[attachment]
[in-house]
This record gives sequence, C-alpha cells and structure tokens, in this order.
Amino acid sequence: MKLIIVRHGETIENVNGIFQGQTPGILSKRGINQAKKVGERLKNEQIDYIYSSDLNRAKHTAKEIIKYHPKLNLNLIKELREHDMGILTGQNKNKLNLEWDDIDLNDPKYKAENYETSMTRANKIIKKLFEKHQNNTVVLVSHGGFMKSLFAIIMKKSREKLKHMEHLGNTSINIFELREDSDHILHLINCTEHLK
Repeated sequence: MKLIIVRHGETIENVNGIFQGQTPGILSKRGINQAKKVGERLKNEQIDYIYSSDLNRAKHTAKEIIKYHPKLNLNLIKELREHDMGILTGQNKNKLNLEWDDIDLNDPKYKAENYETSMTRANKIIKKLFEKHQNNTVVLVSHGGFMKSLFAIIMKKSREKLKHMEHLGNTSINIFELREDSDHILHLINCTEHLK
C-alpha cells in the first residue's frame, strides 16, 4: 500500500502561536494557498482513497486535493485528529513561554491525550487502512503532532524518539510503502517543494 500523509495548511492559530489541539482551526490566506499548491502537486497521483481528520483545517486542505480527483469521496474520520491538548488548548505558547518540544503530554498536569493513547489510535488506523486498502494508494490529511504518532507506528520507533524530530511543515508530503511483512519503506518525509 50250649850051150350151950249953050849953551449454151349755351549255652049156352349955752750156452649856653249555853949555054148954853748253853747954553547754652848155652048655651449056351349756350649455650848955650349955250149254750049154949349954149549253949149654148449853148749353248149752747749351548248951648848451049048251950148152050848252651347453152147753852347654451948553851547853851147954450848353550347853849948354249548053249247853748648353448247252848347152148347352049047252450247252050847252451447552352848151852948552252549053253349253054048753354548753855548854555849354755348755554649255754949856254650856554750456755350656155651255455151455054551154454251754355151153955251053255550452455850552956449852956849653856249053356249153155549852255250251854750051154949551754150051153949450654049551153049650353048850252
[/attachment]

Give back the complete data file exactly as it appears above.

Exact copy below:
[in-house]
This record gives sequence, C-alpha cells and structure tokens, in this order.
Amino acid sequence: MKLIIVRHGETIENVNGIFQGQTPGILSKRGINQAKKVGERLKNEQIDYIYSSDLNRAKHTAKEIIKYHPKLNLNLIKELREHDMGILTGQNKNKLNLEWDDIDLNDPKYKAENYETSMTRANKIIKKLFEKHQNNTVVLVSHGGFMKSLFAIIMKKSREKLKHMEHLGNTSINIFELREDSDHILHLINCTEHLK
Repeated sequence: MKLIIVRHGETIENVNGIFQGQTPGILSKRGINQAKKVGERLKNEQIDYIYSSDLNRAKHTAKEIIKYHPKLNLNLIKELREHDMGILTGQNKNKLNLEWDDIDLNDPKYKAENYETSMTRANKIIKKLFEKHQNNTVVLVSHGGFMKSLFAIIMKKSREKLKHMEHLGNTSINIFELREDSDHILHLINCTEHLK
C-alpha cells in the first residue's frame, strides 16, 4: 500500500502561536494557498482513497486535493485528529513561554491525550487502512503532532524518539510503502517543494 500523509495548511492559530489541539482551526490566506499548491502537486497521483481528520483545517486542505480527483469521496474520520491538548488548548505558547518540544503530554498536569493513547489510535488506523486498502494508494490529511504518532507506528520507533524530530511543515508530503511483512519503506518525509 50250649850051150350151950249953050849953551449454151349755351549255652049156352349955752750156452649856653249555853949555054148954853748253853747954553547754652848155652048655651449056351349756350649455650848955650349955250149254750049154949349954149549253949149654148449853148749353248149752747749351548248951648848451049048251950148152050848252651347453152147753852347654451948553851547853851147954450848353550347853849948354249548053249247853748648353448247252848347152148347352049047252450247252050847252451447552352848151852948552252549053253349253054048753354548753855548854555849354755348755554649255754949856254650856554750456755350656155651255455151455054551154454251754355151153955251053255550452455850552956449852956849653856249053356249153155549852255250251854750051154949551754150051153949450654049551153049650353048850252